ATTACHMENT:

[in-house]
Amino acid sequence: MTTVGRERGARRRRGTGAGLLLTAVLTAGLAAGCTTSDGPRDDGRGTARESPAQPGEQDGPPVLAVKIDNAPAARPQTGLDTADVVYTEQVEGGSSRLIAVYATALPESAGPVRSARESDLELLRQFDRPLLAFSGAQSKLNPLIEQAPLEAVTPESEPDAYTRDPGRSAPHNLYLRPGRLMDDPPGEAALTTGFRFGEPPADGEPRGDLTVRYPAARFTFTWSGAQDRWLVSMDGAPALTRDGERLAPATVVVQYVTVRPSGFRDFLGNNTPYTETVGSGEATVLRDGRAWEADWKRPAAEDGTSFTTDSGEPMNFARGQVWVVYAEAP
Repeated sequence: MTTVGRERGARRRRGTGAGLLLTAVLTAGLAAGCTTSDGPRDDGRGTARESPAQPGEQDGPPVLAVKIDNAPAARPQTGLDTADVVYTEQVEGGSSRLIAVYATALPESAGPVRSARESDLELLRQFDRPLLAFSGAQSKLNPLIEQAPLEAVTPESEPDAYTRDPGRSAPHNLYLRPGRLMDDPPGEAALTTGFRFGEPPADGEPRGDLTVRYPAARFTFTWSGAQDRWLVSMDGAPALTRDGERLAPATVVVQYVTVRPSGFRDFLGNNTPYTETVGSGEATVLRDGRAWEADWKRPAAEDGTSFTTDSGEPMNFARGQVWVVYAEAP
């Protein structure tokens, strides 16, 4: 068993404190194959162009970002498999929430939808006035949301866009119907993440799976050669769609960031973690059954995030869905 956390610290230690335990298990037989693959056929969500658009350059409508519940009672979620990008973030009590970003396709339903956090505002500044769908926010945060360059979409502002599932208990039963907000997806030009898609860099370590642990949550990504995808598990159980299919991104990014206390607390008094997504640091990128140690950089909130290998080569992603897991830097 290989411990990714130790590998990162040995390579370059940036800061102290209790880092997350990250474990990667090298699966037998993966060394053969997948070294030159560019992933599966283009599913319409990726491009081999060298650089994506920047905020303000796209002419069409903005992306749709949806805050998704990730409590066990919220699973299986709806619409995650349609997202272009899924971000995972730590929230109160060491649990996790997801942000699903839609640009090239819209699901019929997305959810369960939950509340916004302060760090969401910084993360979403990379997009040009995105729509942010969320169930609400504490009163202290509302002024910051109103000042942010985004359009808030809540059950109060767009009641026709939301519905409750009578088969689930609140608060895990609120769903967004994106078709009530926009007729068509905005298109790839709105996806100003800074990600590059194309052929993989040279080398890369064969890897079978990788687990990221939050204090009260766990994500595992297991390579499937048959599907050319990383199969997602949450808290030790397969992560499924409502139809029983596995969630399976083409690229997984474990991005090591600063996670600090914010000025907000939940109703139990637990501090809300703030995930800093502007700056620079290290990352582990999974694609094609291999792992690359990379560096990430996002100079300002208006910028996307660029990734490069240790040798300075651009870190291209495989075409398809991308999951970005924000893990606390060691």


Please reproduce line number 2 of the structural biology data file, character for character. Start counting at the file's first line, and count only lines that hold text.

Amino acid sequence: MTTVGRERGARRRRGTGAGLLLTAVLTAGLAAGCTTSDGPRDDGRGTARESPAQPGEQDGPPVLAVKIDNAPAARPQTGLDTADVVYTEQVEGGSSRLIAVYATALPESAGPVRSARESDLELLRQFDRPLLAFSGAQSKLNPLIEQAPLEAVTPESEPDAYTRDPGRSAPHNLYLRPGRLMDDPPGEAALTTGFRFGEPPADGEPRGDLTVRYPAARFTFTWSGAQDRWLVSMDGAPALTRDGERLAPATVVVQYVTVRPSGFRDFLGNNTPYTETVGSGEATVLRDGRAWEADWKRPAAEDGTSFTTDSGEPMNFARGQVWVVYAEAP